The crowd give the beginning of No Quarter a nice ovation, certainly the low lighting and fog enveloping the stage was a visual highlight. The audience seem a bit impatient when Jonsey starts his solo then soon settle down, Jimmy takes a minute to get warmed up and seems to lack inspiration playing a solo that is fluent but lacks cohesion, ultimately never goes anywhere, a journey that never began. Robert gives an apologetic introduction to the next song, “We haven’t been on the road for about eighteen months and this is what you might call the beginning of a tour. Lot’s of things happened you know, to vibe up to being on the road and everything. But one of the most unfortunate things so far has been Jimmy breaking a bone in the end of his finger, and he managed to bring his finger along all the way from England even though at the moment, it ain’t really doing too much, and I think Jimmy’s finger is cool. Anyway with it or without it, this is another track from Physical Graffiti…It’s ah, about a certain style of loving It’s called Trampled Underfoot”. Typical for most of these early January shows, Trampled lights a fire underneath the band and breaks the slumber they have been in. 

Bonzo’s Moby Dick gives Robert and Jimmy a needed break, Mr Ultraviolence is ready and up for the task, he plays an energetic solo and despite the cut in the middle, the crowd seems to love every minute, cheering him on as he pummels his drum set. The tympani section is thunderous and appreciated by the crowd, Bonzo is definitely on! How Many More Times was the early addition to the set so Page could do his bow solo. As a whole the 1975 versions of the song are a missed opportunity as none of the handful of performances of the song deliver that primer furry of the 1968-1970 version. This is not bad, Jimmy kind of wanders around a bit never committing until he pulls his bow to massive applause. The bow solo is well done and enjoyable, albeit short, it does have that “unearthly” vibe to it. The transition from the bow solo into Rosie>The Hunter just kills the whole vibe and momentum, perhaps with more rehearsal time this could have been a showstopper.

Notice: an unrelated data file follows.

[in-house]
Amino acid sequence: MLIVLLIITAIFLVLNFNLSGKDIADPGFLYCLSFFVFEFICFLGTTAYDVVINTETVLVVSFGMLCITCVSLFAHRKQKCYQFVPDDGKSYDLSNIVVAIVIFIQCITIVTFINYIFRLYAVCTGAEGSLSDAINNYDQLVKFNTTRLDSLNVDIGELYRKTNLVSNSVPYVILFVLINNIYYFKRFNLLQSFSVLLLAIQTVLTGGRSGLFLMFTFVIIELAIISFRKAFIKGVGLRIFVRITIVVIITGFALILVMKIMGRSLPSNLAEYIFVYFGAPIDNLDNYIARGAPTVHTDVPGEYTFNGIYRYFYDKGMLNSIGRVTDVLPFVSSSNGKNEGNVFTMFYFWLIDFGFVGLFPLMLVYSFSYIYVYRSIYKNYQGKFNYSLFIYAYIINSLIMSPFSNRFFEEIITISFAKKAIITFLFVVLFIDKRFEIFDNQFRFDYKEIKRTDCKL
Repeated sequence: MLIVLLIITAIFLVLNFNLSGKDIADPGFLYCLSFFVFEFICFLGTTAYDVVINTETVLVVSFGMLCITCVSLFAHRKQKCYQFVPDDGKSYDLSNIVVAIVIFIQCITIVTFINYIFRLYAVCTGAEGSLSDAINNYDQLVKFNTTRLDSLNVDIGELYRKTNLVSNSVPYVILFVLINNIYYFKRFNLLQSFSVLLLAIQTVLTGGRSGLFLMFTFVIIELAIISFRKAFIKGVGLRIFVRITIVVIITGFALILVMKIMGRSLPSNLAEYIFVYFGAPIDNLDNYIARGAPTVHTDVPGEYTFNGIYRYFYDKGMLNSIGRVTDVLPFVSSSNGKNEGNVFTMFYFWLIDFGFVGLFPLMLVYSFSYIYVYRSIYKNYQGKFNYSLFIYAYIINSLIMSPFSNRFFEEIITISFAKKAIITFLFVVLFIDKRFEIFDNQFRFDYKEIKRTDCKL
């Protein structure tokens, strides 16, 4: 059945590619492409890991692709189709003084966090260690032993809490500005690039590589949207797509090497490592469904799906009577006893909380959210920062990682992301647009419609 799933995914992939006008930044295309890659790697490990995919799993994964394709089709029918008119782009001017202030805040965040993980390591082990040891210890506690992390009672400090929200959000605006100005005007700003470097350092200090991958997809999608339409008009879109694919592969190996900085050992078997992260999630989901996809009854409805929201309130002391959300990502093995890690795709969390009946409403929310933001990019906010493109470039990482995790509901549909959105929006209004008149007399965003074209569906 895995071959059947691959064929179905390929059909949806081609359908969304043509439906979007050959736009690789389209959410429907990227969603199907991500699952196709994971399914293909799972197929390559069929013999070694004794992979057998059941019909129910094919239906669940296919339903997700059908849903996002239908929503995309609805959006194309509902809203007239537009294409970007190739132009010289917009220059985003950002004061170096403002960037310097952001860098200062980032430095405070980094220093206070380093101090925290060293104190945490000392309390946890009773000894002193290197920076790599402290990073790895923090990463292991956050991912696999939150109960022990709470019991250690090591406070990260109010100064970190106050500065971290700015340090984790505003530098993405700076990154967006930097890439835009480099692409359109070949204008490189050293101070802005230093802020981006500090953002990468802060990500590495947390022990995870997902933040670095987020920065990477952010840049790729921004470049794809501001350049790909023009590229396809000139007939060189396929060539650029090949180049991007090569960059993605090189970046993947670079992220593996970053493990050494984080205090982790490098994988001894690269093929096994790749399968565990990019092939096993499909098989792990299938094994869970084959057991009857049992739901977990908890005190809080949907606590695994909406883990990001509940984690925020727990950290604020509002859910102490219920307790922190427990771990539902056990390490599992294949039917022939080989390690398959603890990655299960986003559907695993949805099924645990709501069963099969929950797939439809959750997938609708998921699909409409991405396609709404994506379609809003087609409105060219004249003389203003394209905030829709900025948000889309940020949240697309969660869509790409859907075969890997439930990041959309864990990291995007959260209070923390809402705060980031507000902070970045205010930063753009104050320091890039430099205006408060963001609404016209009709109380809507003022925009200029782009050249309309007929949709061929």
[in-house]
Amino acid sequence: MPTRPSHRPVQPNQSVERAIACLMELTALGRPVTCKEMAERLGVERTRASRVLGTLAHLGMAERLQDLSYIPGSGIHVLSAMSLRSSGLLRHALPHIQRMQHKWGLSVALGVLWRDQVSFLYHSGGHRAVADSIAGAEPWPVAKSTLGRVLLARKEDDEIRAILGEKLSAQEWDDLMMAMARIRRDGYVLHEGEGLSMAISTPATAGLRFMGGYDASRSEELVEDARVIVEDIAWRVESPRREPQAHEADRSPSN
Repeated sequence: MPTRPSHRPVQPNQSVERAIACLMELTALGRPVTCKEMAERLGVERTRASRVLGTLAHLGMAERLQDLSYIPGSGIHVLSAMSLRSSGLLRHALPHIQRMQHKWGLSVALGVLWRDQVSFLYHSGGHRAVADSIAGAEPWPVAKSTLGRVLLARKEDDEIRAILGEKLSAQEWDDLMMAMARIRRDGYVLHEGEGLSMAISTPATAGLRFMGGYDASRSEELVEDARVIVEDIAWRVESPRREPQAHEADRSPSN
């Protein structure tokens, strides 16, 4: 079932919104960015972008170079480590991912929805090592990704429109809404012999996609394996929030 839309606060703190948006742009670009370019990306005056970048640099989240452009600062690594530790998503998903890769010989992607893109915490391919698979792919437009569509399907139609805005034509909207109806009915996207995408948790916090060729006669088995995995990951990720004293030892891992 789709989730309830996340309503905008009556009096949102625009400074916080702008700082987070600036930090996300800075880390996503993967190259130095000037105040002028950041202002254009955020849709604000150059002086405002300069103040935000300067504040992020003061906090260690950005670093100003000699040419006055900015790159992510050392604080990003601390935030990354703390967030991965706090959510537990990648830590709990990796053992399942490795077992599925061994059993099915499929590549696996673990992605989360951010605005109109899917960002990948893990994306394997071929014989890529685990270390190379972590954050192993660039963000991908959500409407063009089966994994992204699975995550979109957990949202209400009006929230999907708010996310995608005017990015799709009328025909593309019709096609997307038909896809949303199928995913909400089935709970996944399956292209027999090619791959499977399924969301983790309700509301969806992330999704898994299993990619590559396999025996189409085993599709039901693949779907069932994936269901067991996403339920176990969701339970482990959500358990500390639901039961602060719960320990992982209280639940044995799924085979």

Stairway To Heaven culminates the concert, dedicated to everything that’s “Positive and pure”, the rest during the drum solo seems to have given the band the energy they need to finish. Stairway is good, Page does a decent solo and the band deliver in a big way with the Whole Lotta Love into Black Dog encore, Page keeps his fingers from getting caught and really nails the swagger of the latter very well. The audience is delirious and very loud. The rust has been shaken and the band finish strong with a punk version of Communication Breakdown that has the crowd roaring with joy. An uneven yet enjoyable concert. 

This is the concert that features some unruly fans attempting to get to the rear of the venue after the performance. Legendary Zeppelin manager takes the lead, driving one of the limousines with the band and their entourage in a high speed caravan with a police escort through the highways of Greensboro to their waiting airplane. Journalist Chris Charlesworth who was traveling with the band reported “It was incredible to be involved with scenes like that…Peter was just unflappable. When he got to the plane he got out and kicked the car really hard. ‘Fucking useless pile of junk’ he shouted. ‘Way off time…my old Bentley goes twice as fast!’. We all just stood there laughing…totally exhilarated by it all. Then we flew back to New York and the band checked into The Plaza. It was a very tiring day. Unforgettable”. A Quick Getaway. 

The packaging features live shots from 1975 and is pretty standard fare. The sticker and cd’s share a red hue and all this fun is housed in a slim lined jewel case. Greensboro 1975 is a huge upgrade to the old TDOLZ title and for those who are looking for an upgrade in both sound and opinion should consider this title. I was very pleased with this title and found my ears not overly critical of this performance, if this is the worst of 1975, one could surmise it was a very strong tour.